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With all the talk about Google+, Twitter, Facebook, and YouTube, as a small business owner, you might feel like you should jump on the bandwagon, creating accounts for each social property. Before you get started, let’s take a look at a few things first.

Social media can allow your small business to broaden its audience, open a dialogue with existing customers, and help spread word-of-mouth about your products and services. However, without enacting a well-thought-out social media policy, your company’s social efforts could do just the opposite. While it may seem obvious to you how your company’s social properties should (and shouldn’t) be used, it may not be as clear to your employees. Here are a few guidelines and tips to help you start a social media guide for your small business.

Be responsible for what you write.

Anyone who has the ability to post on your company’s social properties should know how to respond to customers appropriately. To clear up any confusion, consider writing a short manual with guidelines for acceptable language on social media sites. Be sure that employees posting to your social sites know who to ask if there’s a question about how to respond to a comment or inquiry. And don’t neglect to consider your employees’ personal social media accounts – if their accounts show an affiliation with your business, then their posts and photos can impact your brand. Make it clear to employees that they need to be conscious and responsible for what they say about your business online, and what kinds of content they post.

Consider your audience.

Know who your target market is, and reach out to these potential customers using the appropriate social media channels. Trying to get in front of other business owners? Consider using LinkedIn and other small business forums as your main social media venue. If you sell consumer-based products or services, properties like Facebook and Twitter are ideal for reaching your audience. By clearly pinpointing which properties will be your main focus, you can devote your time to the right activities, instead of doing the bare minimum on 10 different social sites. If you aren’t sure which social sites are the best for you, take a look at what businesses similar to yours are doing right – and wrong. Measuring how many followers and fans your competitors have on various social media properties can also be a great way to set social benchmarks for your organization.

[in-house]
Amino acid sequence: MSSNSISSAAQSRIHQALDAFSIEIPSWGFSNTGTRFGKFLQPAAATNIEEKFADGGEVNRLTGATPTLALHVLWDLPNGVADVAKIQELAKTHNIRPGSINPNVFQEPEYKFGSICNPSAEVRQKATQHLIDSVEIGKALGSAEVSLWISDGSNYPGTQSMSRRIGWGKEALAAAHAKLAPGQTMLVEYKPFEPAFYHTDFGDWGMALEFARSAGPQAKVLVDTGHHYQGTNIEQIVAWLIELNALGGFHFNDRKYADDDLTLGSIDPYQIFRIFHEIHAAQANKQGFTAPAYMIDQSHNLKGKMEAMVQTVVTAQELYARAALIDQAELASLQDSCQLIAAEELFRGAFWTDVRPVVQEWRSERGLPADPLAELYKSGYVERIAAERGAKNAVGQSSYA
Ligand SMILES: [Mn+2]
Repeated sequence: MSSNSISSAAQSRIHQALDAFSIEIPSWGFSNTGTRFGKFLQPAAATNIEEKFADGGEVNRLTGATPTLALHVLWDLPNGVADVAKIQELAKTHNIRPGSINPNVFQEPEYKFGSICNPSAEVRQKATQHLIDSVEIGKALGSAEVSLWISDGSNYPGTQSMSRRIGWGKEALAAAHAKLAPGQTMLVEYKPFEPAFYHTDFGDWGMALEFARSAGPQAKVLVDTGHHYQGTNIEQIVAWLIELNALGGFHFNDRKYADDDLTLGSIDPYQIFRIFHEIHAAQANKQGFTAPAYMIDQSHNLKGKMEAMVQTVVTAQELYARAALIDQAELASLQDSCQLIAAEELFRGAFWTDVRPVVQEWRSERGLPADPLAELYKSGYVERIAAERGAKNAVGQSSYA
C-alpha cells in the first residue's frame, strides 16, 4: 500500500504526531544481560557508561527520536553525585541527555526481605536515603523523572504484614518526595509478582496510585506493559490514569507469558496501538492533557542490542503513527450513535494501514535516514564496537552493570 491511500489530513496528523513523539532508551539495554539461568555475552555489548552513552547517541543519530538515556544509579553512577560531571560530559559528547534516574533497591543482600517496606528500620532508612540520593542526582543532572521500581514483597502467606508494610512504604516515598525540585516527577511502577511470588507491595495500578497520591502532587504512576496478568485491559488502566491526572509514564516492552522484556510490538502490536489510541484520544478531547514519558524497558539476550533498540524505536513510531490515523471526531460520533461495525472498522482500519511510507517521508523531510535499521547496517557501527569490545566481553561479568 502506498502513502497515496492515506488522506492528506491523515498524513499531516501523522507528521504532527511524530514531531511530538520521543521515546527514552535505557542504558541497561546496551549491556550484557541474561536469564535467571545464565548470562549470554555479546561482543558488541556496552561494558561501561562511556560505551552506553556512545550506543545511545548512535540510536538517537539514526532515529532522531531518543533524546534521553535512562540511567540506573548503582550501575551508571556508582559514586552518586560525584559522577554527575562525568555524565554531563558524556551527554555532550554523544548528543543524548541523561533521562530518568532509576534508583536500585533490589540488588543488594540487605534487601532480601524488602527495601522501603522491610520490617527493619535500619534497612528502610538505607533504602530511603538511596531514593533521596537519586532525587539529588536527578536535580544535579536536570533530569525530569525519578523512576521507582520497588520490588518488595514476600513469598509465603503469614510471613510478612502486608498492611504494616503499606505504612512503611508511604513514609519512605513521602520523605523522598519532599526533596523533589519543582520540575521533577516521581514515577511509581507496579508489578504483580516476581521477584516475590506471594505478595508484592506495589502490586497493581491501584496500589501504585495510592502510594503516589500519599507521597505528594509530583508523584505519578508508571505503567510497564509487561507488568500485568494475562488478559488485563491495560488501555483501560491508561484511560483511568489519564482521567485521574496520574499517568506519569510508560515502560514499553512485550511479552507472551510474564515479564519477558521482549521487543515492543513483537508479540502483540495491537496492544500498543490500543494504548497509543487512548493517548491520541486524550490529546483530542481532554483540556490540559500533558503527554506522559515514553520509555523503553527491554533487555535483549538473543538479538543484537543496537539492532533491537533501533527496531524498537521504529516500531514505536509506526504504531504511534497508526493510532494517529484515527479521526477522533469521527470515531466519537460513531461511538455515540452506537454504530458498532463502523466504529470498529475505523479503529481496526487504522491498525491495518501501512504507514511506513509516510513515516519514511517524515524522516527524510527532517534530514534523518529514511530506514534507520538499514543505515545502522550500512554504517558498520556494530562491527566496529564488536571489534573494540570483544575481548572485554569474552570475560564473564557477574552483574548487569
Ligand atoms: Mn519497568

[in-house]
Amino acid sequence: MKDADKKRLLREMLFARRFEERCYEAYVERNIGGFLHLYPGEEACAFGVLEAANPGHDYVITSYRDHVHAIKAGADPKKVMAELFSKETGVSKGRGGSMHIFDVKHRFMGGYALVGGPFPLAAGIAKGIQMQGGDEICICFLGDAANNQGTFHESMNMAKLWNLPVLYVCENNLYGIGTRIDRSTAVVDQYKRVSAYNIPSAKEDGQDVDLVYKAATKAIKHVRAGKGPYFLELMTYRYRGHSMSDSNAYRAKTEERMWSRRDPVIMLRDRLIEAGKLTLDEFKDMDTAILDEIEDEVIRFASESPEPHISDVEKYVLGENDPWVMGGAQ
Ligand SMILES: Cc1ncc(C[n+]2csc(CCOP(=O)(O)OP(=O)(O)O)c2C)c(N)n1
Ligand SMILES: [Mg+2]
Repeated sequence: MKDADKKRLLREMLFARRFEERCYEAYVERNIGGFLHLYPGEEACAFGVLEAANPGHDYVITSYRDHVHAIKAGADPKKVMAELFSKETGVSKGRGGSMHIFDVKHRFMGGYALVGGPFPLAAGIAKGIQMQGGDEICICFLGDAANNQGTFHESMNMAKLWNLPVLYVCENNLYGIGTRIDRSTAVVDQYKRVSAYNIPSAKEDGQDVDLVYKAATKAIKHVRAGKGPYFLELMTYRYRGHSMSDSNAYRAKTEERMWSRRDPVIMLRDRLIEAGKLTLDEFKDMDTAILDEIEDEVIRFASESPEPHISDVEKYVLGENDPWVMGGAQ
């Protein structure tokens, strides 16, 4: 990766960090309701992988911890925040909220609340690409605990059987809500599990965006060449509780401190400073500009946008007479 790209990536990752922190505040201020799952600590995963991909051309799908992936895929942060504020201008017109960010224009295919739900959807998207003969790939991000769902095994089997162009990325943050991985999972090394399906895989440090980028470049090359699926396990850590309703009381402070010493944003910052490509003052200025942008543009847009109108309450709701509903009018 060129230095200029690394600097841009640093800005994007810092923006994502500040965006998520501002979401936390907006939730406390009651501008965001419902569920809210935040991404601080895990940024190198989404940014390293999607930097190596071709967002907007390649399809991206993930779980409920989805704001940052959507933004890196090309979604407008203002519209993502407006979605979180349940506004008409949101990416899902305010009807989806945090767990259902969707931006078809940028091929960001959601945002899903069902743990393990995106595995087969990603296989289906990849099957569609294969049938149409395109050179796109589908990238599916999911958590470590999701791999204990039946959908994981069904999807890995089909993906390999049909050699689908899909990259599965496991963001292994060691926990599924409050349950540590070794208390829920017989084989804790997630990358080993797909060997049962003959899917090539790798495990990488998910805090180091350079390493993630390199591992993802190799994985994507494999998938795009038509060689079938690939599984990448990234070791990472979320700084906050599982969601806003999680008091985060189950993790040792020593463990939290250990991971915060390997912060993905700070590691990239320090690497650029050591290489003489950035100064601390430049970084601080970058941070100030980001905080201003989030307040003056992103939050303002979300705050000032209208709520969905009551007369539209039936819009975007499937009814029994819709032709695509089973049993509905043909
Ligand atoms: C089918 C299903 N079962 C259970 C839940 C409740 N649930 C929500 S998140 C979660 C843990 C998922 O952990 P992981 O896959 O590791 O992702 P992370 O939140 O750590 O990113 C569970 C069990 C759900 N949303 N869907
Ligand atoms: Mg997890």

Be positive, helpful, and transparent.

Always remember these three tips. Stay positive when using a company social media site, even if customers or prospects are less than thrilled. The Intuit Facebook page is a great example of this – although customers often share their frustrations about the product online, the team managing their social media efforts always responds politely. Being helpful is also key. If someone posts a question about your business, make an effort to respond in a timely manner – even if it’s just to tell the inquirer that you are researching the question at hand and will provide an answer soon. Transparency is another essential element in your communications. Use clear, concise language, and communicate exactly what’s happening on your side. If a customer or prospect needs help with an issue that can’t be resolved on Facebook, let them know exactly when and how you’ll be in touch.

Social media is a new adventure every day. You will find innovative and exciting ways to connect with customers and other professionals in your field. Utilize what social media has to offer you, but remember the above tips.

Growing your Business

Creating a Social Media Policy for Your Small Business

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